Trees for cheer: Group plans Christmas tree decoration for Long Term Care residents

Members of the community are invited to decorate the trees

With the ongoing COVID-19 pandemic throwing a wrench into traditional annual holiday activities, a group of local women are hoping to restore some hope to the community with a public Christmas tree project.

Kari Dendurent is principal at Homer Middle School, and organized the project with a group of other women who are parents of students — Angie Boettner, Tanya Shafer and Joni Wise. The project was not organized by the school or the Kenai Peninsula Borough School District.

The group plans to install several Christmas trees in the southwest parking lot at South Peninsula Hospital for the enjoyment of the Long Term Care residents. Once set up, the trees will be in need of decoration, which the group is inviting the community to do.

Trees will be set up on Dec. 11, so families and individuals can start decorating on Saturday, Dec. 12. Dendurent said families are encouraged to make ornaments with their children and to decorate the trees together. It’s a way to be part of the community and have a sense of community, without actually mingling in the community during a pandemic, she said.

“We want people just to do something with their family, just giving back to the community,” Dendurent said.

Residents of Long Term Care will be able to watch the decoration and enjoy the trees through the windows of that wing of the hospital, which overlooks the parking lot.

All state and local COVID-19 precautions and guidelines must be followed when people show up to decorate. The period for tree decoration runs through Christmas, which gives people plenty of time to do so without crowding.

Walter Love, shop teacher at Homer High School, is making and donating the tree stands. The project organizers will install lights that don’t have to be plugged in, but all the rest of the decoration is up to the community. Dendurent said to keep in mind that the trees will be exposed to the elements while on display.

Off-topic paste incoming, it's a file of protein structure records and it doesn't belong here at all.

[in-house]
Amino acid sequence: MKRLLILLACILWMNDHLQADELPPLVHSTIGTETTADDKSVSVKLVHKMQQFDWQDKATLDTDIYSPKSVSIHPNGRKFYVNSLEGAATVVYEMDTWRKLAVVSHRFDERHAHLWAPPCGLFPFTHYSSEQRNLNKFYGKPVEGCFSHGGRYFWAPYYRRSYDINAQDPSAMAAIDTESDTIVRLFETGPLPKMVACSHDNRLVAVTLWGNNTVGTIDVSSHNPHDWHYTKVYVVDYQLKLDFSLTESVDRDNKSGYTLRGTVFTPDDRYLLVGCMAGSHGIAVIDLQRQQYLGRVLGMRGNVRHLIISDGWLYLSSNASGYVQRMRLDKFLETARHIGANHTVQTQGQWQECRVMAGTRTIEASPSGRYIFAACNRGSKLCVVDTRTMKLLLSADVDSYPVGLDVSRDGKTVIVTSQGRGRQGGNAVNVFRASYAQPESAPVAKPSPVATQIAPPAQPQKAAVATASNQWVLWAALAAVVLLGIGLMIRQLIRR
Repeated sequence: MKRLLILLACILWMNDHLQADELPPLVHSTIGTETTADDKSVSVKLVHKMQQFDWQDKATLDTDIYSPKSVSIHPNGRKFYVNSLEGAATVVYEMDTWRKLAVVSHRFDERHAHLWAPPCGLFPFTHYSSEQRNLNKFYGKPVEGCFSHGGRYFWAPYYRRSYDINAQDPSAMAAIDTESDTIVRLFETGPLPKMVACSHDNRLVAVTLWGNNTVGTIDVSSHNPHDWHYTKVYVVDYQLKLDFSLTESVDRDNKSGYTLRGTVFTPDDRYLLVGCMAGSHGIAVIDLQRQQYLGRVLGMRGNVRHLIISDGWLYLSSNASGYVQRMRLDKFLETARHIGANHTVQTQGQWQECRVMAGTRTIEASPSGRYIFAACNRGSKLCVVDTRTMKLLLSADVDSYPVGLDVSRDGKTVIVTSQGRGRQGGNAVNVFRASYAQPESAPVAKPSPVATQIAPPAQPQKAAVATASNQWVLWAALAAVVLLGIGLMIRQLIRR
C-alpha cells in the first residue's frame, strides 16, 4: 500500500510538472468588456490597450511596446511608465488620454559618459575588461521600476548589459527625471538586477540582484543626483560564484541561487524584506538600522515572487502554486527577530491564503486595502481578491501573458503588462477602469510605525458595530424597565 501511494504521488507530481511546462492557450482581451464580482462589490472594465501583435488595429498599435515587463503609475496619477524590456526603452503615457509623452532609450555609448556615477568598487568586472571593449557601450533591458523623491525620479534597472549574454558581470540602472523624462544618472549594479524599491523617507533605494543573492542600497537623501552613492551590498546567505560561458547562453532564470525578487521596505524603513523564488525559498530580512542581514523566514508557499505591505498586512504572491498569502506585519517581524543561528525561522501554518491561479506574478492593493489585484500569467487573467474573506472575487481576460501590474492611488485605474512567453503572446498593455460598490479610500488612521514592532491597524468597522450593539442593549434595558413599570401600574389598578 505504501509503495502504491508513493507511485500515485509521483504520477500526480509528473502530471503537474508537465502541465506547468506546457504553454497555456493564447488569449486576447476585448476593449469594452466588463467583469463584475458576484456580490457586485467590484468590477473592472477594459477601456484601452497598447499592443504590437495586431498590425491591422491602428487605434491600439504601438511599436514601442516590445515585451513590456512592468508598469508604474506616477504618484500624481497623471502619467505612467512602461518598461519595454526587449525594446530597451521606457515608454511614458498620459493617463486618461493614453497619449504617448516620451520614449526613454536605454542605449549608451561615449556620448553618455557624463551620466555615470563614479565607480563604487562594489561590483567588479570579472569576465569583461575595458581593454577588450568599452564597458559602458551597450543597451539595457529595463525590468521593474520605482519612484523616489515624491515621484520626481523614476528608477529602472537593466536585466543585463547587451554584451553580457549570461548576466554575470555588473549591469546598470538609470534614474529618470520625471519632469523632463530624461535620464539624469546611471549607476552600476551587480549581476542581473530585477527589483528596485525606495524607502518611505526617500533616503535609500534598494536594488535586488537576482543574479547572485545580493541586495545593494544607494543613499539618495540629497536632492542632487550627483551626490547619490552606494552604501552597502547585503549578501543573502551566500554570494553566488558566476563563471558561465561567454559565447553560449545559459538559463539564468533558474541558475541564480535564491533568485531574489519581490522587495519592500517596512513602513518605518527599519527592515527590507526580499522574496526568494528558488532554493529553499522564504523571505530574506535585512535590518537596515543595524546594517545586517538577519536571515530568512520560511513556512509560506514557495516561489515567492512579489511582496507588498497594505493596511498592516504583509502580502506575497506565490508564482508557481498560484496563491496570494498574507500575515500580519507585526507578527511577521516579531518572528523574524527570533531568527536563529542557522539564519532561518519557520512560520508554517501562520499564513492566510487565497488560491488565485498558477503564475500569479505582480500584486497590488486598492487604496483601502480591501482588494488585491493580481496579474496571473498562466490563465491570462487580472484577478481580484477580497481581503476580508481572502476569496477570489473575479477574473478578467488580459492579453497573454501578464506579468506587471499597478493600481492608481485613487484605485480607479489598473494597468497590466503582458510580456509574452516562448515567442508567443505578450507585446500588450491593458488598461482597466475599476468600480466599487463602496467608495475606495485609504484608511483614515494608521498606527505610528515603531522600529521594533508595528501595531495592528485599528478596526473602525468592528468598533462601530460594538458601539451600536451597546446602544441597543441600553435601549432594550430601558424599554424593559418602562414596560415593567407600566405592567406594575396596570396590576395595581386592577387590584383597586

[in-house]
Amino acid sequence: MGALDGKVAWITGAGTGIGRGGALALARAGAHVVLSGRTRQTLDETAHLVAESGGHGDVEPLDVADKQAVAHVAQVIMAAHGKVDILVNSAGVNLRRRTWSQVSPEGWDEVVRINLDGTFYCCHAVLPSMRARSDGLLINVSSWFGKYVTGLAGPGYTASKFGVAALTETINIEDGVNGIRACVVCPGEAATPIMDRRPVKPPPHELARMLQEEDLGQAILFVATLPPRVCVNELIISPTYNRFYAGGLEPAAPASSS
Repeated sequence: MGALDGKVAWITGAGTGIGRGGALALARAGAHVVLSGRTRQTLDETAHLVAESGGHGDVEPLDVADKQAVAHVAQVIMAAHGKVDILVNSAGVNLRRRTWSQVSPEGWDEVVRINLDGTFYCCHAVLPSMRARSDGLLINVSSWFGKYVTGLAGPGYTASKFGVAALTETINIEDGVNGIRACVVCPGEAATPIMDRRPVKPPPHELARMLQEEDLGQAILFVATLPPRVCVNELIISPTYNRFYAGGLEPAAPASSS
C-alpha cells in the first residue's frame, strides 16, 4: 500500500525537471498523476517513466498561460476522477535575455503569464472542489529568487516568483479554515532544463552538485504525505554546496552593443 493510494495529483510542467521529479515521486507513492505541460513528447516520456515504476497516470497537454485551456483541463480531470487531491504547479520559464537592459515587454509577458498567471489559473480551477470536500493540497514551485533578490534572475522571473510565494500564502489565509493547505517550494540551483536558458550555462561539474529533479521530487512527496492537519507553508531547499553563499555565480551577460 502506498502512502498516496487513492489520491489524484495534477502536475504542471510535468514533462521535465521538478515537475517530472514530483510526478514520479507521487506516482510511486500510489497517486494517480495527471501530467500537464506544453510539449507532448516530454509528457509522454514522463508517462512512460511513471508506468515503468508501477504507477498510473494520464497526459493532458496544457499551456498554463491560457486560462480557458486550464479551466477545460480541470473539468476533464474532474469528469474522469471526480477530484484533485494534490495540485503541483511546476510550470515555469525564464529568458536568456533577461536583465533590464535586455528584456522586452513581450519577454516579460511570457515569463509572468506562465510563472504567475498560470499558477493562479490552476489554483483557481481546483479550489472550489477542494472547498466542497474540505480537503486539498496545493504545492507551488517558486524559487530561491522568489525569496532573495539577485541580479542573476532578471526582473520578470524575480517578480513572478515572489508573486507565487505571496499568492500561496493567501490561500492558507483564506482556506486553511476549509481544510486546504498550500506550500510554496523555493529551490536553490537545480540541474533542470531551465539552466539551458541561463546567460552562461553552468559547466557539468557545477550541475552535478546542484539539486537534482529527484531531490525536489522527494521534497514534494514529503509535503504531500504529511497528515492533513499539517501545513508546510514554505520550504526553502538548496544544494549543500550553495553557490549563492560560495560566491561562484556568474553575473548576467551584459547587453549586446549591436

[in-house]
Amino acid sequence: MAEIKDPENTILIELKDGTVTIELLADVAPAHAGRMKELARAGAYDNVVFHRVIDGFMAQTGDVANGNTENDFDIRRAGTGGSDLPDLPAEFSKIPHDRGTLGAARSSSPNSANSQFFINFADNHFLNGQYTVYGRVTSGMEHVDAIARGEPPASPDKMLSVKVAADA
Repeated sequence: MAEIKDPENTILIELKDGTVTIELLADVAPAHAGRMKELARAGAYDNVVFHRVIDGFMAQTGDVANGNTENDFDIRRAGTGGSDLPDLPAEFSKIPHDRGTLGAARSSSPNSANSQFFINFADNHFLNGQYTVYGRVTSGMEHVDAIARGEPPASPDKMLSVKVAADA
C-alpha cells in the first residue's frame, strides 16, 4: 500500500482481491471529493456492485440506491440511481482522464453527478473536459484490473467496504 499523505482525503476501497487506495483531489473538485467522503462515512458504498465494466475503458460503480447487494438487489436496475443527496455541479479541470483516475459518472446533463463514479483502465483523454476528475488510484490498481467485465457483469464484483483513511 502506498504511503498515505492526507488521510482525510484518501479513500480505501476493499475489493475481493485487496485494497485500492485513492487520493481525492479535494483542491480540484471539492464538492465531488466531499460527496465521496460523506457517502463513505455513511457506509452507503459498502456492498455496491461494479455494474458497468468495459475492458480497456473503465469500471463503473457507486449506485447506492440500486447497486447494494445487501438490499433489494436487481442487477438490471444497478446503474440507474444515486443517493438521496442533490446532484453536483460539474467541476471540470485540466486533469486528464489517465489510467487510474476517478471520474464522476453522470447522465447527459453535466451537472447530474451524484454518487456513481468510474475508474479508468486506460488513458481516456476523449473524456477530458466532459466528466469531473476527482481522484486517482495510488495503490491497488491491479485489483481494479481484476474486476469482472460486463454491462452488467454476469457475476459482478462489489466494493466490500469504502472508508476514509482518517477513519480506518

Decorations must be in good taste and appropriate for all ages, and they must hang on the tree, rather than rest alongside the tree. The project organizers will swing by to do periodic maintenance, Dendurent said, and the trees will be taken down and cleaned up on Dec. 30. This is to give people time to come back and reclaim their ornaments if they wish.

Additionally, the group has organized two special trees in particular: the remembrance tree and the hope tree. Dendurent said organizers are creating angel-shaped, laminated ornaments for the remembrance tree, on which people will be able to write the name of a lost loved one with a marker, and hang it on the tree. Similarly with the hope tree, the public is invited to write their hopes for the future on heart-shaped ornaments for display.

“We encourage homemade ornaments as it can bring families together, but also want to show we all have our tree decorating traditions and can come together to create unity in the beauty to bring appreciation to us all,” Dendurent wrote in a later email. “This is the true spirit of Homer.”

For more information, contact Dendurent at 907-299-5599.

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